The TZR received consistent second-place rankings except from racer Davis, who placed it first. “Doesn’t have as much power on top, but it’s smooth coming on—I felt right at home on this bike,” the 5-foot-7 rider wrote in regard to the TZR’s power and ergonomics. He felt it would make the best streetbike and Siegel backed that by remarking about the TZR’s comfort, “though all are cramped,” he added. Siegel stands 5-foot-10.
The TZR was parked early when it started to make some unhappy noises in the engine bay. Moto2 Imports had received this bike only two days before the test, so preparation was limited to cleaning and new tires. Hope told us that SpeedWerks would have the bike running perfectly again in short order: “We stock a lot of necessary parts and have a direct line to Tokyo.”
First Place: Honda NSR
This NSR swept the test, gaining high marks in fit and finish, trackability, desirability, and power. Everyone noted that taller riders would be folded a bit tight, but that might be stating the obvious for all three machines.
Riding the Honda underlines one universal truth for this class of bikes: You better be nimble on the shifter! Get caught with your revs down and swift forward momentum is not going to happen anytime soon. The light and willing gearboxes in these bikes make beautiful shifts, a good thing since you will shift a lot.
The TZR gave us the lowest useable power, but the NSR was second best. While the derestricted RGV stormed past 12,000 rpm, the derestricted Honda quit making power at about 11,600 rpm. A little fine-tuning on the main jet, perhaps?
New brake pads were fitted before the test and, once bedded, added that all-important confidence to this Honda’s corner entries, but none of us were much impressed by how any of these bikes stopped. The master cylinders could be glazed, as all these four-piston-caliper machines should stop with authority.
Mazziotto couldn’t get enough of this 250 and lapped through three tanks of gas. Despite spending time on a Ducati Superleggera and Hypermotard, the 17-year-old racer ranked this NSR at the top of his must-have bike list. He felt the bike was one to two seconds quicker a lap than his KTM RC 390, on which he held the NJMP class lap record only a year ago.
Siegel, used to winning on a 2016 Graves Motorsports YZF-R1, was blown away by the handling precision of these bikes, especially the Honda. He felt the Honda’s fit and finish was almost collection-level but made several notes reminding taller riders that this is a small bike designed by small racers. Not too many 250cc Grand Prix riders over 5-foot-10 in the history of roadracing, and none of them were built like linebackers! If you need encouragement to get skinny, these bikes are it.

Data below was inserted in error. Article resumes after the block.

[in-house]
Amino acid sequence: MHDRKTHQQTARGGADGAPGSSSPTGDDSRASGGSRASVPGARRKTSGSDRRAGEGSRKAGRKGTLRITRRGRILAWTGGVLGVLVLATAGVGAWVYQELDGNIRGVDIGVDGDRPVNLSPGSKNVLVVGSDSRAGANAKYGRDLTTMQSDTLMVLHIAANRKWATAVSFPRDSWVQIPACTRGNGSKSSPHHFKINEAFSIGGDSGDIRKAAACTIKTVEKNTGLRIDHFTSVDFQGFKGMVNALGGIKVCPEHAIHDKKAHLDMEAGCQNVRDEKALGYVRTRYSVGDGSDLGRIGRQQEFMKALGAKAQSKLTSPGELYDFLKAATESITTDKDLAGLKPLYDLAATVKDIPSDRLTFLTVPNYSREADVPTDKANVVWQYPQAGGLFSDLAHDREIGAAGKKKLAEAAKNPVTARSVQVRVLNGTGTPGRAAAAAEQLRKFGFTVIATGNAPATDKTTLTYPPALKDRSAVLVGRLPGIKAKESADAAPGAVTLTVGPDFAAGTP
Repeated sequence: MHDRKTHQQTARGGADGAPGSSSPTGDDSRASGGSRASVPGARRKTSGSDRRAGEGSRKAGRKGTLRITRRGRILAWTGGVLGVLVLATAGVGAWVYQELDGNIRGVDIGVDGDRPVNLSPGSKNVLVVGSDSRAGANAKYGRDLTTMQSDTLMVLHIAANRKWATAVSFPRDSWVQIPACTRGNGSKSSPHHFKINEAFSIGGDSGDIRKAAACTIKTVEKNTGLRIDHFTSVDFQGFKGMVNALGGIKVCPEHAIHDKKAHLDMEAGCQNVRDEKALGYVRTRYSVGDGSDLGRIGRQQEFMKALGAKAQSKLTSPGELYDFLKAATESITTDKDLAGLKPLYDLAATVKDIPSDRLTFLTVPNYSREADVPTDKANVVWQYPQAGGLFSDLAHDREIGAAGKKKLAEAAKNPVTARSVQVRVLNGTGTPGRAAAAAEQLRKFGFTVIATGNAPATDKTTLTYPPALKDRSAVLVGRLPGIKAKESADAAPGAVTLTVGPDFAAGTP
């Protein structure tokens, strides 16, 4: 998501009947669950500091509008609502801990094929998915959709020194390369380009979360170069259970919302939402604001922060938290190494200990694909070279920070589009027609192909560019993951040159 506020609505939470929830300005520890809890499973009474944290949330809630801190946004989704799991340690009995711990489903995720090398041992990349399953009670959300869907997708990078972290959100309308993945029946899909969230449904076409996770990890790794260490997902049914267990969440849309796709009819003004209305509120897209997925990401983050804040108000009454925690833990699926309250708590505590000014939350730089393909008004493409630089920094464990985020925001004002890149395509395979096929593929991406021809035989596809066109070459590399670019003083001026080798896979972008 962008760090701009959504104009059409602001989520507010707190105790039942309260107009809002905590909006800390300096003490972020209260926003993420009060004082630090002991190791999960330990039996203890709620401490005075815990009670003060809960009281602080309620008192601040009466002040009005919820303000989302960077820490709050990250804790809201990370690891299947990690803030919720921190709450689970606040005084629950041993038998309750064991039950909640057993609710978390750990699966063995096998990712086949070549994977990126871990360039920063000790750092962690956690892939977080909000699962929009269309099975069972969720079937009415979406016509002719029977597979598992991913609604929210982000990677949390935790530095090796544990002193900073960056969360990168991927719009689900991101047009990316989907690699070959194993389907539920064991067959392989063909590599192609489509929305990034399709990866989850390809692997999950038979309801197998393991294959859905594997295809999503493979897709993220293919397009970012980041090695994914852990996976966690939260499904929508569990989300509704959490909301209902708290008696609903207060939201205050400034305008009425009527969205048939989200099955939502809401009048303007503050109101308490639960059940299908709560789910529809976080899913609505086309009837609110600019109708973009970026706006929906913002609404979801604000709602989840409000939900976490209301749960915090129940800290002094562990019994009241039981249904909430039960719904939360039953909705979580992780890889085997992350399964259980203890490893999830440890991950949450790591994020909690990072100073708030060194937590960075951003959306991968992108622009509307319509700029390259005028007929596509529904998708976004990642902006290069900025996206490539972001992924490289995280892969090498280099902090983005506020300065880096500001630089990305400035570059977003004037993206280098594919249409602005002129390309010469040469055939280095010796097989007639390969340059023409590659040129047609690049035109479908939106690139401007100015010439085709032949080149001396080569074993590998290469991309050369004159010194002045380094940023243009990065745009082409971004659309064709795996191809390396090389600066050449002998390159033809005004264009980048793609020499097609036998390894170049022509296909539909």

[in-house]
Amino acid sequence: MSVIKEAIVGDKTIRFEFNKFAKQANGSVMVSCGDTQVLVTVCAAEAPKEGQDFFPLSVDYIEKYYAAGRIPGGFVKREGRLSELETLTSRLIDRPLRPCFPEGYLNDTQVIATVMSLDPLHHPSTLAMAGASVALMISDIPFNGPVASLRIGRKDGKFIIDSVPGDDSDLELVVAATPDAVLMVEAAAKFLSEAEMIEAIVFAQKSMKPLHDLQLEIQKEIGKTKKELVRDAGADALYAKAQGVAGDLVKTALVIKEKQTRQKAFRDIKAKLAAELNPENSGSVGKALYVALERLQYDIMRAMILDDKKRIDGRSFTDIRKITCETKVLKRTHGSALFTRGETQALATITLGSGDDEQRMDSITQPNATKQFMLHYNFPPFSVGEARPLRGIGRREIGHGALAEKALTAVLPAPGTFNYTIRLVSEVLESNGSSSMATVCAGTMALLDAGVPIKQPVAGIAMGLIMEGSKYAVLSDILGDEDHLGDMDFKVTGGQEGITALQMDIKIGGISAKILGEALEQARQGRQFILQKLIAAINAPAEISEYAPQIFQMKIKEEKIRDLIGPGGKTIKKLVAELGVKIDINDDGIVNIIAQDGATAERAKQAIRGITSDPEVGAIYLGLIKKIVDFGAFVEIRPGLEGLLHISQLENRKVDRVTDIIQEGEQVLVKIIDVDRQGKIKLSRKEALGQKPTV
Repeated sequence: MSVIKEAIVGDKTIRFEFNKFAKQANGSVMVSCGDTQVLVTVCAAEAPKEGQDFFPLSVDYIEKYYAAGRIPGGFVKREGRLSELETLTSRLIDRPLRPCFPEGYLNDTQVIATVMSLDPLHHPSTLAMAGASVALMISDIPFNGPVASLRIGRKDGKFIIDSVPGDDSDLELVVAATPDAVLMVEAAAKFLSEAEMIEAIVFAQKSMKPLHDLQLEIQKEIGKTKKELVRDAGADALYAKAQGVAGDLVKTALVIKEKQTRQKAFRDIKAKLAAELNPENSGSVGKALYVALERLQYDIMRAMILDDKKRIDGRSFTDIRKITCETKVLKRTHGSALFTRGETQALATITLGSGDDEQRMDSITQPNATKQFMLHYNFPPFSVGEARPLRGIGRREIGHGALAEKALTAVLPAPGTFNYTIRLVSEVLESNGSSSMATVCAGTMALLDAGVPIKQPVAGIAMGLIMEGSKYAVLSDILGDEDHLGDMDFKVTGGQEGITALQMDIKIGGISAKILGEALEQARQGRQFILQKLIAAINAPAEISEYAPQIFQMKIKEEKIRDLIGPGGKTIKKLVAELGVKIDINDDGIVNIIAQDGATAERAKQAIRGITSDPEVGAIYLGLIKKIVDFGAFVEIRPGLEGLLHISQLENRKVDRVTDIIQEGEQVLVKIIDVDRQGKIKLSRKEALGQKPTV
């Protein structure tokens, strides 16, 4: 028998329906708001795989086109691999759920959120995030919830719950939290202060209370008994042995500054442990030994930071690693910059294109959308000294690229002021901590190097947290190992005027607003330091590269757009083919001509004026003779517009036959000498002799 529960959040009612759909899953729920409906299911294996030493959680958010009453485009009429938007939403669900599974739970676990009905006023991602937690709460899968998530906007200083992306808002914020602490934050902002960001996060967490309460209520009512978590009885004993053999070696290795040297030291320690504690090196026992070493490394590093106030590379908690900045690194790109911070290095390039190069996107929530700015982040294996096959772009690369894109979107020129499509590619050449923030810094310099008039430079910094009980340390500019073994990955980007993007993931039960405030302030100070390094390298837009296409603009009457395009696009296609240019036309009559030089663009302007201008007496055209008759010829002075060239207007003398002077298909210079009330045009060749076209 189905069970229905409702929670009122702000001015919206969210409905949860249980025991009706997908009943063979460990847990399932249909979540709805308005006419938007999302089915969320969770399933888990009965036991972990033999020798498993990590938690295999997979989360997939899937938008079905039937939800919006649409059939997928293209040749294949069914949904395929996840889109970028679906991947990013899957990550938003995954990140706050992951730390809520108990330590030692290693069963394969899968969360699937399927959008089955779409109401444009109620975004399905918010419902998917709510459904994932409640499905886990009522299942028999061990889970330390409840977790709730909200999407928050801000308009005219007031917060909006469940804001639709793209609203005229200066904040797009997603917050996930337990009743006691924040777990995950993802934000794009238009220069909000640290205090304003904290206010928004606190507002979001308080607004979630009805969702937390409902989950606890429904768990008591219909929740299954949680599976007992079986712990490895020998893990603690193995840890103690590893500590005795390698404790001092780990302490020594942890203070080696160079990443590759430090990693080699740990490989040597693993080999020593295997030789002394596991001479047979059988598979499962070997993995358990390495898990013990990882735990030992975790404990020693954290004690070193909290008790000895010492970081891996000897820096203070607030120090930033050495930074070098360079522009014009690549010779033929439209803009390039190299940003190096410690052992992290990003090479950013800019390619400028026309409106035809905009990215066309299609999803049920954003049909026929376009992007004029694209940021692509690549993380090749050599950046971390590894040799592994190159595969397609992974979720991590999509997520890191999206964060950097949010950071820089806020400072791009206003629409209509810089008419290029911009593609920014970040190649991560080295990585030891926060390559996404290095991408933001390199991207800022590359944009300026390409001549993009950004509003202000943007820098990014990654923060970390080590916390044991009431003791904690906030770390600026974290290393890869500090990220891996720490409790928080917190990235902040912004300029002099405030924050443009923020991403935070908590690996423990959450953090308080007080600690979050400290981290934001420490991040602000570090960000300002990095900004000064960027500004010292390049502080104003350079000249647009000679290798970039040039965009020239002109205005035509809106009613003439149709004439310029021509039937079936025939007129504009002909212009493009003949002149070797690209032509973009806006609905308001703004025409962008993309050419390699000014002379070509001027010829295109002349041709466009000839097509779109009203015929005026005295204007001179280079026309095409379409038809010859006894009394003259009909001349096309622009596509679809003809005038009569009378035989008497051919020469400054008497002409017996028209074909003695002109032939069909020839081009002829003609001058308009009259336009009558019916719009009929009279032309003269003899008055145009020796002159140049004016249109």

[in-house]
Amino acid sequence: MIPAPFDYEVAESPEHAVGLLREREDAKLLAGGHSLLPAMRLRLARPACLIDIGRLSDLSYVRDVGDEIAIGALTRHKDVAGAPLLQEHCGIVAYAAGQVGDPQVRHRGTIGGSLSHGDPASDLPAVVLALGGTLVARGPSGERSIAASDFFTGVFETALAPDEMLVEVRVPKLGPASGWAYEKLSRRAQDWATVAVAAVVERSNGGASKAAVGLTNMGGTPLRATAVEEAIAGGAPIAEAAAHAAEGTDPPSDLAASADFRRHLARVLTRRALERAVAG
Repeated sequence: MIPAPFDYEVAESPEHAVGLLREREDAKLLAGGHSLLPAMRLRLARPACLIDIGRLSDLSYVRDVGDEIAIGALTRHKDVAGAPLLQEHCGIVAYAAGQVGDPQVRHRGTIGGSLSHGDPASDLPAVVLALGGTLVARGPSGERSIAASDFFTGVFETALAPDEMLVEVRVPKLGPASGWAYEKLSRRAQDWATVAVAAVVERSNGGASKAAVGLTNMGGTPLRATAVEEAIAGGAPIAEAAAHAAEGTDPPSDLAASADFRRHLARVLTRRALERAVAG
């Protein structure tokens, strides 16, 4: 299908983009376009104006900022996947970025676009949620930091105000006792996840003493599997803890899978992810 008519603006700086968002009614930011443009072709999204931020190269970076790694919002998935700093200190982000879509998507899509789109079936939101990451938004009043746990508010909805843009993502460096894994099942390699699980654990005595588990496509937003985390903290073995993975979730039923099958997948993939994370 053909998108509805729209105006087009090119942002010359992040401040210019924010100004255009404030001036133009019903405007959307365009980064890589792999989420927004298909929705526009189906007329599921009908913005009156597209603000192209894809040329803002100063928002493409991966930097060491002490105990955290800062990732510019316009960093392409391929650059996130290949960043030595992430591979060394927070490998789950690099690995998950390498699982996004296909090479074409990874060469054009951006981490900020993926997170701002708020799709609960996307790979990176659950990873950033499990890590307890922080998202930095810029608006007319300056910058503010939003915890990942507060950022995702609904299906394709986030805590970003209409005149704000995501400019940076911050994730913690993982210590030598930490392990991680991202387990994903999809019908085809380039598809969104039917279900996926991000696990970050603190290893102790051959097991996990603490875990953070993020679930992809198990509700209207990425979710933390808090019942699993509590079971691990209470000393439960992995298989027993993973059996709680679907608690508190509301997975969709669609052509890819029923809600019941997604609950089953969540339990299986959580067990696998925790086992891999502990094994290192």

"What if my memories of 27 years ago were just the nonsense of a rider caught in the rosy haze of yesteryear?"
When the Smoke Settled
I restrained my own personal enthusiasm for this class of bikes because the four testers who joined me were significantly storied riders and racers. What if my memories of 27 years ago were just the nonsense of a rider caught in the rosy haze of yesteryear? So I played it cool.
But not for long. Siegel, Culver, Davis, and Mazz raved about the bikes right away. They had never felt a 300-pound motorcycle with the addictive two-stroke power delivery. Yes, they have all ridden two-stroke dirt bikes, but only Davis had ridden a smoker on the track, and that was a short time on an RS125 with ergonomics that just don’t relate to most motorcycles.
And these riders got quicker and quicker as they realized the entry speed possible on a two-stroke 250. Yes, they all wished for more power, but that is the typical wish when you ride a bike that handles well.
But, let's remember that a fun day in the saddle does not paint the entire picture of ownership. You’ve heard most of the good; let me also introduce the realities included with this class of bike. The cost of a legally imported titled 250 is between $6,000 and $10,000, according to Hope.
Parts availability in terms of clutch plates and other maintenance items won’t be “four-stroke easy,” which extend to reeds, piston rings, pistons, and jetting. Tens of thousands of these bikes were built, so parts exist—but probably not at your local Honda, Suzuki, or Yamaha dealership. Moto2 Imports has many parts and a direct line to the rest, but it won’t be GSX-R-easy or cheap.
We’ve all heard of violent two-stroke engine seizures, but each of these bikes features an oil tank and oil pump, so the premix ratio should stay on the safe side. In Japan, two-stroke streetbikes have roamed the country for decades, and violent engine seizure is not part of this class of bikes when left in stock or near-stock trim.
Having dealt with many years of endless TZ250 tuning with Steve Biganski on the national circuit, my advice would be to derestrict these bikes, update any maintenance items, and leave them otherwise stock and unmolested. One reason a four-stroke 600 is such a joy is because it’s relatively low maintenance. These streetbike 250s can be close to that but not if they’re heavily modded. That’s my opinion, anyway.
Lapping NJMP on these previously illegal 250s was addicting for all five of us. They are fun and easy to ride well, as long as you keep them on the boil. I’ll close with Mazziotto’s final comment on his ranking sheet: “If I were in the market to buy a brand-new motorcycle or an old-school two-stroke street-legal 250, I would buy the red-and-white Moto2 Imports NSR250. I’ve never smiled so much on a bike before; it sounded like a swarm of bees. It was an awesome experience.”
|THE NUMBERS||1991 Honda NSR250R MC21||1991 Suzuki RGV250 VJ22||1991 Yamaha TZR250 3XV|
|Tires||Dunlop GPR300||Mich. Pilot Power||Dunlop GPR300|
|Engine||90° V-twin||90° V-twin||90° V-twin|
|Exhaust||Stock||Jolly Moto Full||Stock|
|Derestrict?*||Y (Wire Splice)||Y (Ignition Box)||N|
|Dry Weight (lb.)||290||305||280|
|Wet Weight (lb.)||330||345||320|
|Wheelbase||52.8 in.||54.3 in.||54.1 in.|